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The First Video Games in History
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The First Video Games in History

by Khirol HazwanFebruary 15, 2017

Over the years, technological devices – including the best consumer electronics in the Philippines and across the world – have gone through significant changes. Obviously, many developments occurred for this to happen, which resulted to various tech companies like Apple, Microsoft, IBM, and others stepping up their game to impress buyers from everywhere.

First video games in history

First video games in history

All these advancements, of course, had to come from something. After all, every success story originates from humble beginnings. For instance, the video games children play today is so far off from the ones that had been made back in the days.

Let’s go ahead and revisit the first video games ever created in history. Here they are now:

Bertie the Brain

Bertie the Brain

Photo Courtesy: teamingame.gr

Bertie the Brain was created by Josef Kates in order to showcase his invention the addriton tube. Basically, it was a tinier version of the vacuum tube. He presented them to the Canadian National Exhibition back in the year 1950.

Attendees at the exhibition were able to play a huge game of tic-tac-toe on a computer that is four meters long. They played against an artificial intelligence using a keypad with a three-by-three grid. They were able to adjust the difficulty level, which added a whole new challenge to the game.

Unfortunately, the game had been forgotten shortly after, especially since the addriton tube was not used for anything else. It is believed, however, that this is the first video game to offer a visual display to the players.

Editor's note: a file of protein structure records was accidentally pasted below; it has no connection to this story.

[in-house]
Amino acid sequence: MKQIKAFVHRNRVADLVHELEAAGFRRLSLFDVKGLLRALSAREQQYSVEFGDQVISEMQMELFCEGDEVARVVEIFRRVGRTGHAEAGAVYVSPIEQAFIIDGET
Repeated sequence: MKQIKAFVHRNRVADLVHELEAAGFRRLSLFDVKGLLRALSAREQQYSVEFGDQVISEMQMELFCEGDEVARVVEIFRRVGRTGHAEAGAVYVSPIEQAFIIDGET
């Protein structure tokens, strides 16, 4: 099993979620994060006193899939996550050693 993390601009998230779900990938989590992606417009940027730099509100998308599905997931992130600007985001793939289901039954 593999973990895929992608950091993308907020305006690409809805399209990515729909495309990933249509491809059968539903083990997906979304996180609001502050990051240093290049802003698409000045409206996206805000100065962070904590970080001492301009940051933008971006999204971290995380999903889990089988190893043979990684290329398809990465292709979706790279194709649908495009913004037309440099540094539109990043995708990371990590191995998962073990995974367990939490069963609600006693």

Nim

Nim

Photo Courtesy: oldschoolgames.ca

Traditionally, Nim is a “real life” game that uses mathematical strategy. Its objective is to have two people play against each other. They will be taking turns removing objects from distinct racks. To win the game, they have to be the person to remove the last object.

Nimrod

Photo Courtesy: theToyChannel/youtube.com

In May 5, 1951, Ferranti – a nascent computer developer and an engineering firm – created the so-called Nimrod computer and presented it in

the Festival of Britain. They essentially designed it to play a digital game of Nim. Players had to press certain buttons, which correspond with lights (or objects) on the board. They were given the choice to play it traditionally or in reverse through a machine that is five feet tall, nine feet deep, and twelve feet wide.

Draughts

Photo Courtesy: garalperovitz.com

 

Just like Nim and tic-tac-toe, draughts is a traditional game played in real life. In fact, you might recognize it by its other name, checkers. Originally, it is intended to be played using a checkerboard. Individuals, who play this game, have to use strategy to win and outwit each other.

Christopher Strachey developed a computer simulation of draughts in 1952. Since then, it has been known as the very first video game that has been created for a general-purpose computer – unlike Bertie the Brain. However, it was Arthur Samuel, who successfully added the game’s artificial intelligence. He was able to do it in the year 1955.

These are the first three video games to have been created in history. Thanks to them and their makers, the current generation can play games that are out of this world – which makes you wonder what can happen in the future!

 

About the Author:

Carl Padilla

A lad who enjoys foodies, technologies, lifestyle, and adventures. I write to inspire and encourage. I enjoy and live every moment because laughter is timeless, imagination has no age, and dreams are forever.

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